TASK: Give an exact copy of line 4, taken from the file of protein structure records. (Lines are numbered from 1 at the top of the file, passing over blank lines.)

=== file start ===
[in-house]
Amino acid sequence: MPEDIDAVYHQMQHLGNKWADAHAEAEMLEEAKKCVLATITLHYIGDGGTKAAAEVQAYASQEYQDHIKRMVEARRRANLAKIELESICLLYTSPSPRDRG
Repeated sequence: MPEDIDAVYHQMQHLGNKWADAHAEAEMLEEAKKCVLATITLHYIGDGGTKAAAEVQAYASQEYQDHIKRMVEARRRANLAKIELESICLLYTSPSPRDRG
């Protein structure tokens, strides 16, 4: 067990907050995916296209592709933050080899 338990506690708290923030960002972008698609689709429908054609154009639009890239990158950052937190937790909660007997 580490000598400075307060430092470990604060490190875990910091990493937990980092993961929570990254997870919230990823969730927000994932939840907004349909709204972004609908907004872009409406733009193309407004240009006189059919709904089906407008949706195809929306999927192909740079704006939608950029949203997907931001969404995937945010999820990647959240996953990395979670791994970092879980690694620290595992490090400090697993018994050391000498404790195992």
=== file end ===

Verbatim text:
């Protein structure tokens, strides 16, 4: 067990907050995916296209592709933050080899 338990506690708290923030960002972008698609689709429908054609154009639009890239990158950052937190937790909660007997 580490000598400075307060430092470990604060490190875990910091990493937990980092993961929570990254997870919230990823969730927000994932939840907004349909709204972004609908907004872009409406733009193309407004240009006189059919709904089906407008949706195809929306999927192909740079704006939608950029949203997907931001969404995937945010999820990647959240996953990395979670791994970092879980690694620290595992490090400090697993018994050391000498404790195992």